Chin. Phys. Lett. 2017, Vol.34 Issue (9): 90302- DOI:10.1088/0256-307X/34/9/090302
Space-to-Ground Quantum Key Distribution Using a Small-Sized Payload on Tiangong-2 Space Lab
1Department of Modern Physics and Hefei National Laboratory for Physical Sciences at the Microscale, University of Science and Technology of China, Hefei 2300262Shanghai Branch, CAS Center for Excellence and Synergetic Innovation Center in Quantum Information and Quantum Physics, Shanghai 2013153Key Laboratory of Space Active Opto-Electronic Technology, Shanghai Institute of Technical Physics, Chinese Academy of Sciences, Shanghai 2000834Beijing UCAS Space Technology Co., Ltd, Beijing 1001905National Astronomical Observatories, Chinese Academy of Sciences, Beijing 1000126Key Laboratory of Optical engineering, Institute of Optics and Electronics, Chinese Academy of Sciences, Chengdu 6102097Xinjiang Astronomical Observatory, Chinese Academy of Sciences, Urumqi 830011>
Quantum technology establishes a foundation for secure communication via quantum key distribution (QKD). In the last two decades, the rapid development of QKD makes a global quantum communication network feasible. In order to construct this network, it is economical to consider small-sized and low-cost QKD payloads, which can be assembled on satellites with different sizes, such as space stations. Here we report an experimental demonstration of space-to-ground QKD using a small-sized payload, from Tiangong-2 space lab to Nanshan ground station. The 57.9-kg payload integrates a tracking system, a QKD transmitter along with modules for synchronization, and a laser communication transmitter. In the space lab, a 50?MHz vacuum?+?weak decoy-state optical source is sent through a reflective telescope with an aperture of 200?mm. On the ground station, a telescope with an aperture of 1200?mm collects the signal photons. A stable and high-transmittance communication channel is set up with a high-precision bidirectional tracking system, a polarization compensation module, and a synchronization system. When the quantum link is successfully established, we obtain a key rate over 100?bps with a communication distance up to 719?km. Together with our recent development of QKD in daylight, the present demonstration paves the way towards a practical satellite-constellation-based global quantum secure network with small-sized QKD payloads.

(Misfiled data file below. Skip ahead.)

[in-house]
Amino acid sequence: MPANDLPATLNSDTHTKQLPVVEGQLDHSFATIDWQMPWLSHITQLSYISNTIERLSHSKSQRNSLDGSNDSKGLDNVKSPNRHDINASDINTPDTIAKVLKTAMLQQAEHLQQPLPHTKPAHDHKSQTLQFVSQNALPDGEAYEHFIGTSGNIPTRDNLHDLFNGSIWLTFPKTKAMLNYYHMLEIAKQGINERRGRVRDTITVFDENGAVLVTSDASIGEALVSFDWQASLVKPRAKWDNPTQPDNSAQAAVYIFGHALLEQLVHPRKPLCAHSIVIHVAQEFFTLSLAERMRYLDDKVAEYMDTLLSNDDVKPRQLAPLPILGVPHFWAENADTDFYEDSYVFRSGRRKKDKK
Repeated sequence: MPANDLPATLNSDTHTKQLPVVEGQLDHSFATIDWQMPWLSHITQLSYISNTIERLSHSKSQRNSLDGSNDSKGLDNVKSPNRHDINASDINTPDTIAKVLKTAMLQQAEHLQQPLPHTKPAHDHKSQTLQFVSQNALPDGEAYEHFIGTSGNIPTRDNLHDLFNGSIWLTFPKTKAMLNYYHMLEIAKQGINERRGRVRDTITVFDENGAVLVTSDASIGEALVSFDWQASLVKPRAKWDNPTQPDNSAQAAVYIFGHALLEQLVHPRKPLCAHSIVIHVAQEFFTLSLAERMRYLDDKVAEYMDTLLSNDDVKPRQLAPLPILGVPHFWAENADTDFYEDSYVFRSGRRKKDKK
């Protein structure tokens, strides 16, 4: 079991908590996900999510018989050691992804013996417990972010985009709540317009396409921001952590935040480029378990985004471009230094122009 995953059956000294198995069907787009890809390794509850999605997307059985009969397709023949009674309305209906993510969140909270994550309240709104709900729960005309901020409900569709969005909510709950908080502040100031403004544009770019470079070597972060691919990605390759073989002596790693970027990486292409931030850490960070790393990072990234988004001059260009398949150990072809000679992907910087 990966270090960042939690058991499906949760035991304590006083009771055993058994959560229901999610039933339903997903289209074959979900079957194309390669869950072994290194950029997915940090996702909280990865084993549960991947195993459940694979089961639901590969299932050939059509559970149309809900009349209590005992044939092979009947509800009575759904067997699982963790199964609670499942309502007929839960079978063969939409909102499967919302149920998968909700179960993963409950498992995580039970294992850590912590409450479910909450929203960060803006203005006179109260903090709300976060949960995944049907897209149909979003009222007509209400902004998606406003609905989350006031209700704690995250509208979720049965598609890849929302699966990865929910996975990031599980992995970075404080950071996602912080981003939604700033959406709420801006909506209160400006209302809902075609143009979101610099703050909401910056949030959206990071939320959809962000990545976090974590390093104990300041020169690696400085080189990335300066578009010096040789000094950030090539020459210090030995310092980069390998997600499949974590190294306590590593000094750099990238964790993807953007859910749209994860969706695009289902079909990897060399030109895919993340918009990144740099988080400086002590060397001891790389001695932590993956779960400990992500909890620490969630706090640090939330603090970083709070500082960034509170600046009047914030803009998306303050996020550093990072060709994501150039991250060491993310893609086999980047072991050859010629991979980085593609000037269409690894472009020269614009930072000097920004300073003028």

Supported by China Manned Space Program, Technology and Engineering Center for Space Utilization Chinese Academy of Sciences, Chinese Academy of Sciences, and the National Natural Science Foundation of China.
- Sheng-Kai Liao, Jin Lin, Ji-Gang Ren, Wei-Yue Liu, Jia Qiang, Juan Yin, Yang Li, Qi Shen, Liang Zhang, Xue-Feng Liang, Hai-Lin Yong, Feng-Zhi Li, Ya-Yun Yin, Yuan Cao, Wen-Qi Cai, Wen-Zhuo Zhang, Jian-Jun Jia, Jin-Cai Wu, Xiao-Wen Chen, Shan-Cong Zhang, Xiao-Jun Jiang, Jian-Feng Wang, Yong-Mei Huang, Qiang Wang, Lu Ma, Li Li, Ge-Sheng Pan, Qiang Zhang, Yu-Ao Chen, Chao-Yang Lu, Nai-Le Liu, Xiongfeng Ma, Rong Shu, Cheng-Zhi Peng, Jian-Yu Wang, Jian-Wei Pan. Space-to-Ground Quantum Key Distribution Using a Small-Sized Payload on Tiangong-2 Space Lab[J]. CPL, 2017, 34(9): 90302-.